Skip to Top NavigationSkip to ContentSkip to Footer
Ferris State University BulldogFerris State University Logo

Ferris Music Center to Feature Traditional, Focused Presentations and Collaborative Holiday Concert


The Ferris State University Jazz Band will present a holiday concert on Tuesday, Dec. 6 at 8 p.m., one of six concerts offered by the Ferris Music Center during the Fall 2022 semester.

Several musical performances in the Fall 2022 semester are ahead at Ferris State University campus as scores of students and community members offer their time and talents in Williams Auditorium.

The Ferris Jazz Band’s fall concert opened the schedule on Wednesday, Nov. 9. Days later, Ferris’ West Central Concert Band was excited to present the 19th annual Veterans Concert on Sunday, Nov. 13.
Director Scott Cohen explained they were proud to pay tribute to those who have served in the U.S. military.

“We enjoy a great response from the community for this concert, with many local veterans, active military members, and their families attending each year,” Cohen said.

On Sunday, Nov. 20, the West Central Chamber Orchestra will host its fall concert at 4 p.m. Dale Skornia, a director and an associate professor of music, said the plan is to present a wide variety of composers’ works.

“Our audience will have Mozart to enjoy, a jazz piece, a selection from noted Midwestern composer William Hofeldt and a teaser for ‘A Symphonic Santa Sunday! A Family Holiday Christmas,’ the music department’s collaborative performance on Sunday, Dec. 11,” Skornia said. “That will be ‘Bass-ically Christmas,’ lending itself to our formidable string bass section. I will play a saxophone solo, and we will also offer music from the popular series ‘Game of Thrones.’”

Skornia said the West Central Chamber Orchestra is a broad-based assembly of musical talent.

“We have a near equal mix of dedicated Ferris students performing, along with an interesting mix of people from around this area,” Skornia said. “That includes a music therapist, an area music teacher and a performer and instructor who has been active in concerts here for 60 years. There are so many wonderful people.”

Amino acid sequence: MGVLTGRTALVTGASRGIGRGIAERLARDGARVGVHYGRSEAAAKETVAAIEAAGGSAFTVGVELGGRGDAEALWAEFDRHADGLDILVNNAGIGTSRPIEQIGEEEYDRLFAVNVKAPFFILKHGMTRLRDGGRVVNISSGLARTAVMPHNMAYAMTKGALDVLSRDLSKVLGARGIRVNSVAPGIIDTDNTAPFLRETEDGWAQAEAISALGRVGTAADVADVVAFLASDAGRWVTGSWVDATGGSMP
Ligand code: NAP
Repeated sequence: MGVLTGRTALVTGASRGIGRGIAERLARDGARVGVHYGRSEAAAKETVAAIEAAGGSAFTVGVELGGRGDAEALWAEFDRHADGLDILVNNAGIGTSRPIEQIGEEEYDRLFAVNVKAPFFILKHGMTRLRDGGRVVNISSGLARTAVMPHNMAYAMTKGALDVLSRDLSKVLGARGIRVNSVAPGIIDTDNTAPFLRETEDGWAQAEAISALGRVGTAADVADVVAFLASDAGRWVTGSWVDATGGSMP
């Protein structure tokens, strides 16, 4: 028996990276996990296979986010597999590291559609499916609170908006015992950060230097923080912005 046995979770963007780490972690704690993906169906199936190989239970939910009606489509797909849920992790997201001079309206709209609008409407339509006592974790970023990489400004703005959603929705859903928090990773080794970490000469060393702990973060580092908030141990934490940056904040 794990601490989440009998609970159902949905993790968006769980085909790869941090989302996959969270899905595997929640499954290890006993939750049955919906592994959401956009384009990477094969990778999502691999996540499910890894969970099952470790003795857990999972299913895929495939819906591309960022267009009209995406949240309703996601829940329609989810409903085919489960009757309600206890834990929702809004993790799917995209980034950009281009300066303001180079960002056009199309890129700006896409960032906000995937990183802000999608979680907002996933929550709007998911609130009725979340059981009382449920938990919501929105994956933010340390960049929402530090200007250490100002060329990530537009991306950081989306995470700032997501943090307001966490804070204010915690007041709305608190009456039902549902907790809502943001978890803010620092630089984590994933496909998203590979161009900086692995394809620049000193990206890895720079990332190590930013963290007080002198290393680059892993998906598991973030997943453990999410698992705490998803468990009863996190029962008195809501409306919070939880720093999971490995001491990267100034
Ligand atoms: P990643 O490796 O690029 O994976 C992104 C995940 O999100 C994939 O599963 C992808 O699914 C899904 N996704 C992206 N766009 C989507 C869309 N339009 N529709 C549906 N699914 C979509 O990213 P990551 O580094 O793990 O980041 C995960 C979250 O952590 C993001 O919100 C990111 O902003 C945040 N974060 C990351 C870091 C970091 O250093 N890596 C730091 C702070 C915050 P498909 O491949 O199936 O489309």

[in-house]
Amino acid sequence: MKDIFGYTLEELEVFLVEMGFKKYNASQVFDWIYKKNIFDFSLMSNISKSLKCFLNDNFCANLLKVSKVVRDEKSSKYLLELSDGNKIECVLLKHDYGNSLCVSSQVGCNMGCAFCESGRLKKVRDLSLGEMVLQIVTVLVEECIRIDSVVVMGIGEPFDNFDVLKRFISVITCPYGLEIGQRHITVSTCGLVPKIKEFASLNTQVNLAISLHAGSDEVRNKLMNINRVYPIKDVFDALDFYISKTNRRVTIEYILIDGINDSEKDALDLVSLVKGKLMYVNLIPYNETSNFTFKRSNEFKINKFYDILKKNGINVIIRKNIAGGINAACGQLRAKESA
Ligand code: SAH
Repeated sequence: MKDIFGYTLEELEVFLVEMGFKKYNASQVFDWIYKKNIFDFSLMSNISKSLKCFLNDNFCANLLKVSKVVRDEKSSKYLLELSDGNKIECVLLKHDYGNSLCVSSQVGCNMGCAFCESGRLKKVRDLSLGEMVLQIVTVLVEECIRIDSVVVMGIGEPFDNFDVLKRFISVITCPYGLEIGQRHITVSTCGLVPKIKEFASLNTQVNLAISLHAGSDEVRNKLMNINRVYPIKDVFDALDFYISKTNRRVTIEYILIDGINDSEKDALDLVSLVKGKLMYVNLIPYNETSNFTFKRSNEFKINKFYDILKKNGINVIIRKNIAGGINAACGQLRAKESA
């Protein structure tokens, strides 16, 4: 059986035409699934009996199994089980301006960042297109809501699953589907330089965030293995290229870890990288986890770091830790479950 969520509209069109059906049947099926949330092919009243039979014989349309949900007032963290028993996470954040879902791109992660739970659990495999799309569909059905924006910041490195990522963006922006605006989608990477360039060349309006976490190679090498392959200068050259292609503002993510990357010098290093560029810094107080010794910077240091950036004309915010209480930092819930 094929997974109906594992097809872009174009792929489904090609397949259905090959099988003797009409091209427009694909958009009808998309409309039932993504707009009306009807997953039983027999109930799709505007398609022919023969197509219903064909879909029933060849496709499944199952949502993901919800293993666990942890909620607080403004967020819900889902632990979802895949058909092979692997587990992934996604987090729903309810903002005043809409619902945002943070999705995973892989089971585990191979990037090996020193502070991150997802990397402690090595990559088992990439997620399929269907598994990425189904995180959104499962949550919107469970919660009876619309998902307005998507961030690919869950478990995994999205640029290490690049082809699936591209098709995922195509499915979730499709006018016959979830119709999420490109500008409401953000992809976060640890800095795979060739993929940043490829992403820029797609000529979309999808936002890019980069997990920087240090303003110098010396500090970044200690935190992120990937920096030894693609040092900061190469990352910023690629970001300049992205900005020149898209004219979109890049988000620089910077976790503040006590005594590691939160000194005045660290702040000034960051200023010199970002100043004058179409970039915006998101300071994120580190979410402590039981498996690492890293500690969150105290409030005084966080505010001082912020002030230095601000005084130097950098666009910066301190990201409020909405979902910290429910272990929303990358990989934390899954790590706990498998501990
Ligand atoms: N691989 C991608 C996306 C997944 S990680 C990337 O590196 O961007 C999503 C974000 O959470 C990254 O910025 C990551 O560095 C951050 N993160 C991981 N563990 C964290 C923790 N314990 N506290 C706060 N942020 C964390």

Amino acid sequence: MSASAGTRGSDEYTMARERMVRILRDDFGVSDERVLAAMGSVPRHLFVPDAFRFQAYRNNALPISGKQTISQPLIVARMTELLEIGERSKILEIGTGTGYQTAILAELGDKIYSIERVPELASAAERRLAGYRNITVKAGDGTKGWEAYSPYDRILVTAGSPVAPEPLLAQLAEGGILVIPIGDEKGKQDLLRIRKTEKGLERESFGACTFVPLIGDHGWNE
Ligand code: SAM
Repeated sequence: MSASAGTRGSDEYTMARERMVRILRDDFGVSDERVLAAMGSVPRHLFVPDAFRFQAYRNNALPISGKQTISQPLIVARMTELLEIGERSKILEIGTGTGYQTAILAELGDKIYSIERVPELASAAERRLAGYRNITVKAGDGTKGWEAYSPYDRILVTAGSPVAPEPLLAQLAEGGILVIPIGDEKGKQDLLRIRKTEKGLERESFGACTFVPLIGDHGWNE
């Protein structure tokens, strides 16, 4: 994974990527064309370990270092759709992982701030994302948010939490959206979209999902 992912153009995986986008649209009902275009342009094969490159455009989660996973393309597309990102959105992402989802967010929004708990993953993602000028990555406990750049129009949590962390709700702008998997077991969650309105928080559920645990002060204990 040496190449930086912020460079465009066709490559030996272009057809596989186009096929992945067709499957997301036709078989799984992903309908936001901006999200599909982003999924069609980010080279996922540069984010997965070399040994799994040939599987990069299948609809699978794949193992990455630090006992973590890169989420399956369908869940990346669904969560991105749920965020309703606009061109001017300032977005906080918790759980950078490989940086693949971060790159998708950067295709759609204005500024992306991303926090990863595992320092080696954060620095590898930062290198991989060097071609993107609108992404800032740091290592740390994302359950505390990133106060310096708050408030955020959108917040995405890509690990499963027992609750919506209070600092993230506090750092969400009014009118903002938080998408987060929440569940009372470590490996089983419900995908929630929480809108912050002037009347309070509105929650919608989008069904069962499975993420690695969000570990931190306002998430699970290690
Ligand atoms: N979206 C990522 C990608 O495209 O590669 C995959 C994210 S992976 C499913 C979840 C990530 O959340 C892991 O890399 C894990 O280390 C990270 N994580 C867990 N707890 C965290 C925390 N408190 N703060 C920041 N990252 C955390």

Forty voices will sing on Wednesday, Nov. 30. The concert choir will present its fall concert, “Songs for the Earth,” at 7:30 p.m. Katie McInnis, an adjunct instructor and retired choral director from the Big Rapids Public Schools, said that “Songs for the Earth” will speak to the audience.

“Following the COVID-19 pandemic, we all had a break in our common schedules, where getting outside was one of the few releases people had,” McInnis said. “The songs featured in this performance are about nature and the environment and reinforce the feelings of joy, wonder and sanctuary our planet provides. Our collaborative pianist, Dr. Andrew Focks, will also be featured as he performs his arrangement of Andrew Lloyd Weber’s ‘Music of the Night.’ This concert will be even more special because we have invited community singers and high school vocalists who participated in the District One Mass Choral Festival of the Michigan School Vocal Music Association to join us in singing several selections.”

In December, Williams Auditorium will host the Jazz Band Holiday Concert on Tuesday, Dec. 6, at 8 p.m. and the Holiday Band and Orchestra Concert on Sunday, Dec. 11, at 4 p.m.

“That evening, we will have various holiday classics for our audience,” said Matt Moresi, an associate professor of Music. “I am pleased that the jazz band commits to three hours a week each week and prioritizes its commitment to keep perfect attendance at practice so that we might offer our best performances.”

“The Christmas concert is an exciting collaboration for us,” McInnis said. “We will have Acapella works, solos and holiday favorites supported by the band and orchestra. Our singers are very dedicated, with many coming from high school choirs, allowing them to excel with our group.”

“I find this fall’s schedule to be bittersweet, as I am set to retire from Ferris’ faculty,” Skornia said. “I have had an exciting and fulfilling career, having worked with dedicated peers and students here.”

“Those who attend our fall concerts will see community members among our student performers,” Cohen said. “These performances enrich the campus and greater community and are offered without charge, with all ages welcome to enjoy the music.”